In a preferred embodiment the expansion restriction arrangement comprises stitching or stapling together of adjacent corrugations of some of the corrugations on the first longitudinal side, whereby upon stretching of the flexible tubular prosthetic device, the second longitudinal side can extend more than the first longitudinal side thereby forming a curve in the flexible tubular prosthetic device.
In an alternative form, the invention is said to reside in an endoluminal prosthesis for placement in a curved lumen, the prosthesis having a biocompatible graft material tube and having a length reduction arrangement on one longitudinal side of the tube, whereby upon deployment within the lumen, the length of the one longitudinal side of the prosthesis can be reduced with respect to an opposite longitudinal side of the prosthesis to cause the prosthesis to curve to better fit the walls of the curved lumen.
Generally, it can be seen that the prosthesis is substantially cylindrical or potentially cylindrical when it is installed or deployed but during the deployment process the graft is deliberately curved with respect to a longitudinal axis of the prosthesis to enable to better fit the lumen.
By potentially cylindrical is meant that the prosthesis when it is at the stage of deployment, it can be radially compressed so that it can be carried in the deployment device to the deployment site but would be cylindrical if allowed to open not under the influence of the length reduction or length restriction arrangement.
In one form, the graft material tube can have a plurality of stents mounted along the length of the graft tube.
In one form of the invention, the stents can be balloon expanded mesh metal stents.
In an alternative form of the invention, the stents can be self expanding stents such as zig zag stents or z stents.
In a preferred form of the invention, the stents can be spaced apart along the length of the graft material tube and during the activation of the length reduction arrangement, the stents on one side of the graft move closer together while they stay substantially the same distance apart on the other side of the prosthesis.
The stents can overlap to provide the length reduction on one side of the prosthesis.
In one form of the invention, the length reduction arrangement comprises a length of elastic material positioned longitudinally along part or all of the length of the graft material tube. When the prosthesis is installed in a deployment device and transported in the deployment device, the elastic material is stretched, but upon release from the deployment device the elastic material contracts in length to reduce the length of one side of the prosthesis with respect to the other side and hence causes the graft to curve. The elastic material can be a silicone rubber or similar material. Alternatively, the elastic material can be a shape memory metal which when released from the deployment device tends to reduce in length. This may for instance be a longitudinally extending zig zag or z stent which has been stretched to be substantially straight for deployment but resumes its zig zag nature and hence reduces in length during release from deployment.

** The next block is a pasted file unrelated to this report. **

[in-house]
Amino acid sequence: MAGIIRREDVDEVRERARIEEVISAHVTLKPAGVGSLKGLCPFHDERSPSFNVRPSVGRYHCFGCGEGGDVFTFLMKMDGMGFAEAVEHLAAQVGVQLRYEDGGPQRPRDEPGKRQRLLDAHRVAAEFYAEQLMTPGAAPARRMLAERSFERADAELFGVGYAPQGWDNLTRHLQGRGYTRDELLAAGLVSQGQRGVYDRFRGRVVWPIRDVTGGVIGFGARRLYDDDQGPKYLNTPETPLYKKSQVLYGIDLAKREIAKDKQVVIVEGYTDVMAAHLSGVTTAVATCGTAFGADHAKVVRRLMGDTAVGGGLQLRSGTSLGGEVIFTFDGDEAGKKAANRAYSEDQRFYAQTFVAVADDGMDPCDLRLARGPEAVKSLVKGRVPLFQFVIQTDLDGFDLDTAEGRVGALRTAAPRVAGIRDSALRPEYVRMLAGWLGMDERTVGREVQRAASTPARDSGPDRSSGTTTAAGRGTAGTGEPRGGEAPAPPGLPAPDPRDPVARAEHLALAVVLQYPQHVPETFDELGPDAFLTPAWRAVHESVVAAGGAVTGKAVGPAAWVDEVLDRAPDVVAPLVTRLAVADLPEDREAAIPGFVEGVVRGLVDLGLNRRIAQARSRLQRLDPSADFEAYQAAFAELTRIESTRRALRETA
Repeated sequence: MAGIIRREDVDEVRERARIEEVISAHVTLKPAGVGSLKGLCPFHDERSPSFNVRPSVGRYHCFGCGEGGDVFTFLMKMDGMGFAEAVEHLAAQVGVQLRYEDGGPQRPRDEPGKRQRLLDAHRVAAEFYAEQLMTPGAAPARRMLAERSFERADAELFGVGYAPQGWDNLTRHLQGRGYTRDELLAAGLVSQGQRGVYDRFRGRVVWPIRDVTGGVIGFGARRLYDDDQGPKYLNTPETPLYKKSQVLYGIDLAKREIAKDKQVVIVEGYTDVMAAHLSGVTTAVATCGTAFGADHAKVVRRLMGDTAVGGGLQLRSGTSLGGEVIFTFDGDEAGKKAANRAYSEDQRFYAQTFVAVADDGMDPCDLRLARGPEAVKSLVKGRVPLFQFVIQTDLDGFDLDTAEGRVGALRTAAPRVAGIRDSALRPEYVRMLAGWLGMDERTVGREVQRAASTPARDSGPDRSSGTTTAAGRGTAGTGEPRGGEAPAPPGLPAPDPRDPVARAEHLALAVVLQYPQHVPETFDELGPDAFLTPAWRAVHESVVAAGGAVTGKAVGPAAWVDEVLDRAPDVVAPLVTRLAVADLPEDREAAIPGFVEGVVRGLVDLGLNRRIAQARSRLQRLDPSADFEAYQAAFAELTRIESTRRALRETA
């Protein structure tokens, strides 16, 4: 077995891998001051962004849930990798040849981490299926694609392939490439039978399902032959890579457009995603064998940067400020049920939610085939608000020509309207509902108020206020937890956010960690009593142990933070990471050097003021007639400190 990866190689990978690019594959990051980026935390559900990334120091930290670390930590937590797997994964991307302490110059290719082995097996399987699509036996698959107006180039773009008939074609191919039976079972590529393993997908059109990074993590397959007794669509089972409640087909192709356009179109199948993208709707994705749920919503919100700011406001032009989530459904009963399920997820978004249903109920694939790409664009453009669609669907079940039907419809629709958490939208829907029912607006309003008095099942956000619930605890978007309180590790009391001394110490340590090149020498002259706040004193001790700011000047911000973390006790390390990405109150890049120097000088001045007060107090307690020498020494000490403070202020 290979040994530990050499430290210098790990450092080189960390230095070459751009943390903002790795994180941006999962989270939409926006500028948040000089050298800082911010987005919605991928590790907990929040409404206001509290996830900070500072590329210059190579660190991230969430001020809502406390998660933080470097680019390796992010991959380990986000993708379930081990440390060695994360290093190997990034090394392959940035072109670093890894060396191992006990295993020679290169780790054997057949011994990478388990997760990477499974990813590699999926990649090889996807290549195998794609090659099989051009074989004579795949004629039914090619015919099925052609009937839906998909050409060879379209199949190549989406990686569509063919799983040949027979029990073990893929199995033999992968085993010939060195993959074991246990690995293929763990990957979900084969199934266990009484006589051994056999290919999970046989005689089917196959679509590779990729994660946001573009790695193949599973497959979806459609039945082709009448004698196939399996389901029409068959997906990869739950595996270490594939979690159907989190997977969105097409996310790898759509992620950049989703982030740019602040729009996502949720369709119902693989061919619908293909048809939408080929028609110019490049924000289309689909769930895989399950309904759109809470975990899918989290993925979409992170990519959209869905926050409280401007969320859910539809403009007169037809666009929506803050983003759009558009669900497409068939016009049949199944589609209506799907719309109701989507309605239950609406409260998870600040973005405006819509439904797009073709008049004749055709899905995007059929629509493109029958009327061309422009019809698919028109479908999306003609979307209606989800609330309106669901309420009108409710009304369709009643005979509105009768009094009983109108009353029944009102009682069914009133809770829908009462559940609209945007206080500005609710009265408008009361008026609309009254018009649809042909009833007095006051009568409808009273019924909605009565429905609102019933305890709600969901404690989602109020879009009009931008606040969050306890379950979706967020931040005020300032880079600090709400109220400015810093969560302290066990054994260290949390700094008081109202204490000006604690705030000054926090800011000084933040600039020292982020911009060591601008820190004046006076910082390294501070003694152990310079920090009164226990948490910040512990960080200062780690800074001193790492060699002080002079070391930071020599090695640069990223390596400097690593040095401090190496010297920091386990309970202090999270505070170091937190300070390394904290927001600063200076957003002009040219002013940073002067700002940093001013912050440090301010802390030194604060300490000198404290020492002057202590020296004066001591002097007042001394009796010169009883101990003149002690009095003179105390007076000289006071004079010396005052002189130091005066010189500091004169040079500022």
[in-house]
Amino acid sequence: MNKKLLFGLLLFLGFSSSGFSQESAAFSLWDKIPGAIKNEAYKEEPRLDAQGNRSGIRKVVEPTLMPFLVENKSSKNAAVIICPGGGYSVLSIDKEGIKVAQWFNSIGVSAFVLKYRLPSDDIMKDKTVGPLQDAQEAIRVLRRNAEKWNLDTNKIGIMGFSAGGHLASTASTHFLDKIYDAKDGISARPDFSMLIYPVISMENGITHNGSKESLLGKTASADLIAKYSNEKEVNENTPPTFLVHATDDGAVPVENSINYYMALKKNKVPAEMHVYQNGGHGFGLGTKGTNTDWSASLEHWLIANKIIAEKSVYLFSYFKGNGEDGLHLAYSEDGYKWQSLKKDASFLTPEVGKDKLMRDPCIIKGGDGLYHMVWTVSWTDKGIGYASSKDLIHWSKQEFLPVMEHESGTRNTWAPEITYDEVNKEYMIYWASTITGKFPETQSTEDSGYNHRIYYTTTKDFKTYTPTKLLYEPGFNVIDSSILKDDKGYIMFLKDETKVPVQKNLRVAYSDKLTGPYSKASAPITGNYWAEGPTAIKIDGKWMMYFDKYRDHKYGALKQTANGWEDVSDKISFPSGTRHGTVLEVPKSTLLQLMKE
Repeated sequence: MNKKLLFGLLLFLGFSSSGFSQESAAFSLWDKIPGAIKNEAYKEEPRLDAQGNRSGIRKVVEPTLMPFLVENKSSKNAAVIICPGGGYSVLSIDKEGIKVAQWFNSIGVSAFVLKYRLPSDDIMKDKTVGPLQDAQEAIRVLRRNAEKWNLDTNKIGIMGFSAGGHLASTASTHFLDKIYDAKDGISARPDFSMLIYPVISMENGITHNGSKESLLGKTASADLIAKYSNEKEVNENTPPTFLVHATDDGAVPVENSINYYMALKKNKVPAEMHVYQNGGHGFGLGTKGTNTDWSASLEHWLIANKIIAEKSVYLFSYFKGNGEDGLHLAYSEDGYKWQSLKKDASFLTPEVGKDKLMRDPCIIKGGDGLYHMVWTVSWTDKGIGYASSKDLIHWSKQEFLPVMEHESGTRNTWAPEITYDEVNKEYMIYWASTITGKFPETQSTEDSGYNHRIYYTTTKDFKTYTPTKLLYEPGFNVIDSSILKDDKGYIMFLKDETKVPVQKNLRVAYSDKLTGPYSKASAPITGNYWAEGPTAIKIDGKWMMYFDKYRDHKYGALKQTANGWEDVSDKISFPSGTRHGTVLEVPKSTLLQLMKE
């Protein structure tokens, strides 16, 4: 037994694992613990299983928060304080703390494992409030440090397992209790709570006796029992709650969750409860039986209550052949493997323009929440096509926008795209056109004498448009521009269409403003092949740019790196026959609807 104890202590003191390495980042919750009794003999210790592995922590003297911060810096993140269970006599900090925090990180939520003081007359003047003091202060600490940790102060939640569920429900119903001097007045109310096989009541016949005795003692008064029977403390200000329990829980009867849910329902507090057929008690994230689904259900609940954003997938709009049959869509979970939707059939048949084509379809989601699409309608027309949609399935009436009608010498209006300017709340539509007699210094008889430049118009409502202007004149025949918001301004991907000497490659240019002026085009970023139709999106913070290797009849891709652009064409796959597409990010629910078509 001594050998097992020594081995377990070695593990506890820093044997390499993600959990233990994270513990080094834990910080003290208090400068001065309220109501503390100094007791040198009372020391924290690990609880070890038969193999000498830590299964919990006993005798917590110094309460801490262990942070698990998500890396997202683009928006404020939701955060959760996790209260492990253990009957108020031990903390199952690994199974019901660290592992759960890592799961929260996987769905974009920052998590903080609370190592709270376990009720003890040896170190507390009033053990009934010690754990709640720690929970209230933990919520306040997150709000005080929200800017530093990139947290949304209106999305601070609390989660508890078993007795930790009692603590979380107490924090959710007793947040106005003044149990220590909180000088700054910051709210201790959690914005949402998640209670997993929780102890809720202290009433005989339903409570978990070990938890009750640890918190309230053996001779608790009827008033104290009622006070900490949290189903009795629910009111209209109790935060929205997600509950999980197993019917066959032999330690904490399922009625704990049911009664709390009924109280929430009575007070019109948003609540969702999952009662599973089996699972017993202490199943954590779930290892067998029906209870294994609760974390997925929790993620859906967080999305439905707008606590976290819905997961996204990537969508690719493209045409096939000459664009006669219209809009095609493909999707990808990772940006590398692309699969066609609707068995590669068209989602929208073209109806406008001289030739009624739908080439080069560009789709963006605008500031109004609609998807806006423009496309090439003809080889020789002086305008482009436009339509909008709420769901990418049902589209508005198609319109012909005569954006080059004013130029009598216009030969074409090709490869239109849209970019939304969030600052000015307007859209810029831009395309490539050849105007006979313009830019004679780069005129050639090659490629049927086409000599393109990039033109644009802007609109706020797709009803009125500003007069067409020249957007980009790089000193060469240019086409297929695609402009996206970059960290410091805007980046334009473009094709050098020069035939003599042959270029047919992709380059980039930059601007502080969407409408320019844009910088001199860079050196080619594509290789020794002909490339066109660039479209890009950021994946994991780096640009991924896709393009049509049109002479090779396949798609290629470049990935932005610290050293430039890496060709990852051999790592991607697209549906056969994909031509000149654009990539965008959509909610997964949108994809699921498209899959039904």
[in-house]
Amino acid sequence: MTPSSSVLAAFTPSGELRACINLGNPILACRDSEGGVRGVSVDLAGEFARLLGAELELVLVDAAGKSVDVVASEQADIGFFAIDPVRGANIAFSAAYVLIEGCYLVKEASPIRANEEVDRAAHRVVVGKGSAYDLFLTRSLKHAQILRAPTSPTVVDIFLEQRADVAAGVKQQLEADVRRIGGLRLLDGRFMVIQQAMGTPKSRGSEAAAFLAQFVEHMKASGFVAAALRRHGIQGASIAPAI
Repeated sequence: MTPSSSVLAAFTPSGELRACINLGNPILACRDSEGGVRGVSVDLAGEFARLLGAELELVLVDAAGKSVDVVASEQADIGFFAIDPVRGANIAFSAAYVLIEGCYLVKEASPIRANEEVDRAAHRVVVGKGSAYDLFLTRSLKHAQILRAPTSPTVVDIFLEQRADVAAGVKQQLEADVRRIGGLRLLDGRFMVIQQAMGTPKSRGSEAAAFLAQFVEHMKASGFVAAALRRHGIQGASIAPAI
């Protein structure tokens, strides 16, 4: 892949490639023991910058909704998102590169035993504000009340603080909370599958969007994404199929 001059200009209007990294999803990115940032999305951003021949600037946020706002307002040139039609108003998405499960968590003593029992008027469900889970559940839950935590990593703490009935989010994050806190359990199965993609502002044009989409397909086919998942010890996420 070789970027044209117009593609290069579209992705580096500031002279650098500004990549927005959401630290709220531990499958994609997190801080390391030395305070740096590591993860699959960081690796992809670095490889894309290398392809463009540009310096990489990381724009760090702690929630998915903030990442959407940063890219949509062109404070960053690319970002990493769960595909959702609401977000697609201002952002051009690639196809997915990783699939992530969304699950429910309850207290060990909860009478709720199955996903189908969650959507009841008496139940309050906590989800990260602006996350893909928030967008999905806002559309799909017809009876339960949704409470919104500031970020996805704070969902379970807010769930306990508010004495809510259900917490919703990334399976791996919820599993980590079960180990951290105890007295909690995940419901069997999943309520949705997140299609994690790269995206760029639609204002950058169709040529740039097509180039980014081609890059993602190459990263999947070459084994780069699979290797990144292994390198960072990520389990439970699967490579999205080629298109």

In another form, the length reduction arrangement can be a stainless steel spring extending down at least one part of the side of the prosthesis and in a similar manner to the embodiment discussed immediately above would be stretched for transport in the deployment device and reduces in length when released from the deployment device.
In a further alternative form, the length reduction arrangement comprises a series of sutures or alternative forms of cords or strings fitted to the prosthesis tube at one or more places along the length of the tube which reduces the length of the graft as the diameter increases upon expansion after release. This can be provided by having the suture or string being fixed to two positions on the surface of the graft material with part of its length extending circumferentially on the surface of the graft and part longitudinally. Hence during the expansion of the prosthesis upon deployment as the circumference of the prosthesis increases, the length of the longitudinal portion of the suture must reduce, which draws that part of the prosthesis closer to the part of the graft where the circumferential portion of the suture is situated. Generally therefore, as the diameter of the graft increases upon expansion, the longitudinal length on one side decreases.